Reframing the story: On the chance for Storyboard to self-reflect and the dangers of tokenization

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Last week, Storyboard, the student-run group that puts on Storytime, announced that it will be suspending Storytime in order to consider the purpose it serves in the College community and how Storytime can better itself as an organization. We at the Record commend Storyboard for taking the initiative to reflect and reorient itself so that members of the College community may get the most out of it. We also wish to emphasize the importance of having Storytime as a space for students and members of the College community to congregate, simply for the purpose of learning about one another’s life experiences. While other affinity clubs on campus also serve this purpose, Storytime is the only organization at the College that does not target any singular identity or interest.

Participating in Storytime has immense value to the community members in the audience, who are able to learn more about their peers and view the College from a new perspective; however, we at the Record have concerns about the experiences of speakers. While being able to tell one’s story can be a tool of empowerment, storytellers may also unwillingly become representatives of a marginalized group or identity, which can be tokenizing and ultimately detrimental to the mission of Storytime. One way that Storytime can improve so that speakers may feel more in control of their narratives is through changing the question-and-answer session after the speaker is finished with their story. By having attendees write down their questions for the speaker and the storyteller choose which questions to answer, the person who asks a question is able to remain anonymous, and the speaker is able to control which questions they choose to address, giving them the opportunity to easily dismiss any questions they may be uncomfortable with without making the person who asked the question feel guilty.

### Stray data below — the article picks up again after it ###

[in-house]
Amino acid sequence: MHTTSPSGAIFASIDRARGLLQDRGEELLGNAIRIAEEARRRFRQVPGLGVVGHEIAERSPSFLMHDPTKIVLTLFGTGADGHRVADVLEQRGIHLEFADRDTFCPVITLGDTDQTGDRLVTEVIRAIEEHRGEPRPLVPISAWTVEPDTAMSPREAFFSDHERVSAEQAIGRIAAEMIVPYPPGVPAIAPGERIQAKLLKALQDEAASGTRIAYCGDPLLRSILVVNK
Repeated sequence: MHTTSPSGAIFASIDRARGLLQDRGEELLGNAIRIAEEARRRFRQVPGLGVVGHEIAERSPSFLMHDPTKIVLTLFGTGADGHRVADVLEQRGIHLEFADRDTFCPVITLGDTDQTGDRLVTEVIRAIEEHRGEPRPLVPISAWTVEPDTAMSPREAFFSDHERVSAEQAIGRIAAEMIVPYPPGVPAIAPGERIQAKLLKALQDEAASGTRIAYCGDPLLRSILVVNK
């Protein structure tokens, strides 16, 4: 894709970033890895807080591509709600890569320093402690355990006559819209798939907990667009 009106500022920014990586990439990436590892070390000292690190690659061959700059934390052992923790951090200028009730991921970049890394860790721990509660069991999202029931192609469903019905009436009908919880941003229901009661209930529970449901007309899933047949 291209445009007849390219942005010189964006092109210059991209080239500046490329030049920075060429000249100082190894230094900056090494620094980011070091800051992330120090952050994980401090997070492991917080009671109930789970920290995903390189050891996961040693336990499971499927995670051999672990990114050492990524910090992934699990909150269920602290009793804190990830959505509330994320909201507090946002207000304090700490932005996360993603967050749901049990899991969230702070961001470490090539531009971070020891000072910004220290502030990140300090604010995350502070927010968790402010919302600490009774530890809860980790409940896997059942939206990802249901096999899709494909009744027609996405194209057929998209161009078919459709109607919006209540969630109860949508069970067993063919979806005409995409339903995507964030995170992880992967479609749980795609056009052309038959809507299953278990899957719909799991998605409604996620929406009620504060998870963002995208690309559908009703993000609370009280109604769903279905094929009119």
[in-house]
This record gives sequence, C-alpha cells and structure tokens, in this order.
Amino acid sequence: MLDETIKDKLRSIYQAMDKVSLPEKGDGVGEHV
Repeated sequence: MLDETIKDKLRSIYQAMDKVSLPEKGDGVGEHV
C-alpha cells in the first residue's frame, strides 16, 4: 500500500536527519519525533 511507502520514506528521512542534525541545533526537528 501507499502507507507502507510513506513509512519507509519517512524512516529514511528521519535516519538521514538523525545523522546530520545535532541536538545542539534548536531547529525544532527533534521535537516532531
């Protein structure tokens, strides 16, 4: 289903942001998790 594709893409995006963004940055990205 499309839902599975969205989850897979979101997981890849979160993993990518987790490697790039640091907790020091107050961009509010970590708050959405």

We also recommend that a member of Storyboard speaks briefly on the issue of tokenization at the beginning of each Storytime, so that listeners may be cognizant of how they interpret people’s stories. By reminding those in the audience that one story does not represent all people of the identities that the speaker possesses, Storyboard can encourage audience members to refocus their attention on simply getting to know their peers.

Another way Storytime can be improved is through additional events that serve as times for self-reflection. By inviting back past speakers to talk about their experiences as Storytime participants, listeners can get a better understanding of how their own reactions affect the storytelling experience.

Finally, we hope that moving forward, Storytime becomes more transparent in both its overall mission and in its selection process of individual speakers. One concern we have is that those most familiar with the nominations process are perhaps too insular and self-selecting, when Storytime should be accessible to all students interested in sharing their personal experiences. Additionally, by demystifying how the final choices for speakers are made, members of the College community can better understand how Storyboard is working toward achieving an overall mission of encouraging a variety of lived experiences to be heard.

As Storytime enters this new chapter, we would like to remind the College community that Storyboard does not bear the ultimate responsibility for the viewpoints or interpretations of its audience members. It is on the listeners to keep an open mind and acknowledge any role they may have in the tokenization of a speaker. Furthermore, we at the Record hope that other organizations across campus respond to the leadership shown by Storyboard in order to create more spaces where open thought is encouraged without pressuring individuals to be defined by single identities or experiences.

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